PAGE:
Tuesday 16 August 2016

Bible Book:

“No one can serve two masters; for a slave will either hate the one and love the other, or be devoted to the one and despise the other. You cannot serve God and wealth.” (v. 24)

Matthew 6:24 Tuesday 16 August 2016

Psalm: Psalm 135:1-7


For the next few days we follow passages from the second half ofthe Sermon on the Mount, that collection of Jesus' teaching thatMatthew's Gospel gathers into a sustained, inspiring and oftenuncomfortably challenging address. The Gospel pictures Jesus as aprophetic rabbi, gathering his disciples and giving them hisinterpretation of traditional Jewish devotion and law. The Sermonon the Mount belongs to its own time and context, but speaks intoevery situation. It has been at the heart of Christian renewal andresistance. Many of John Wesley's sermons are based on its verses,and one of the most influential Christian books of the 20thcentury, Dietrich Bonhoeffer's 'Discipleship',interpreted theSermon on the Mount within the rise of Nazism in the Germany of the1930s.

Today's brief passage leaves us with nowhere to hide. It comesas the climax to a section in which Jesus has probed behindconformity to a religious culture and urged his followers to basetheir prayer, fasting and charity on a deep relationship with God.Their treasure, said Jesus (Matthew 6:19-21), is found in God's kingdom;that should be where they invest, not in the apparent wealth of theworld. And that investment requires a single-mindedness whichcombines simplicity with openness to God. Verses22-23 talk about the eye as the light of the body. Recenttranslations refer to a healthy eye, which doesn't quite reflectthe Greek word 'haplous', which carries more of a sense ofsimplicity, sincerity and single-mindedness.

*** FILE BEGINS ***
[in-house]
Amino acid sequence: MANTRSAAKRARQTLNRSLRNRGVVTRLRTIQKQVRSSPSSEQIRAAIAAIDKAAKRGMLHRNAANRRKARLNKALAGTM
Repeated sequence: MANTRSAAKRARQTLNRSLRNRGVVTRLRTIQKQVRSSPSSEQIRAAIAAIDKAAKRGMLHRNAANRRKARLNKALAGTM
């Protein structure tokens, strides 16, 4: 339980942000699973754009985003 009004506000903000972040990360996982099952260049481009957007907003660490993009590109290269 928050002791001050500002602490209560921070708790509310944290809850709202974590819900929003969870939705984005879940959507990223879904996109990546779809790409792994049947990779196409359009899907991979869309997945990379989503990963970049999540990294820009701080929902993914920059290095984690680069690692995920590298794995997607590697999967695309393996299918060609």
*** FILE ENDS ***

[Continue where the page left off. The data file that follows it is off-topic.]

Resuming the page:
That brings us to today's verse. Slavery was a universal featureof ancient societies and so Jesus' disciples would have understoodthat a slave had no identity of their own, but was completelyidentified with their owner. To have two masters would not simplymean juggling two jobs; it meant having a divided identity. Soeither we identify with God and God's kingdom, or we identify withan alternative. More often than not that alternative turns out tobe wealth and in our contemporary consumerist society we are alltoo easily seduced by its claims.

To Ponder

  • What signs are there in your life that you have become a slaveto wealth?
  • What steps could you take to disinvest from wealth and reinvestin God? 
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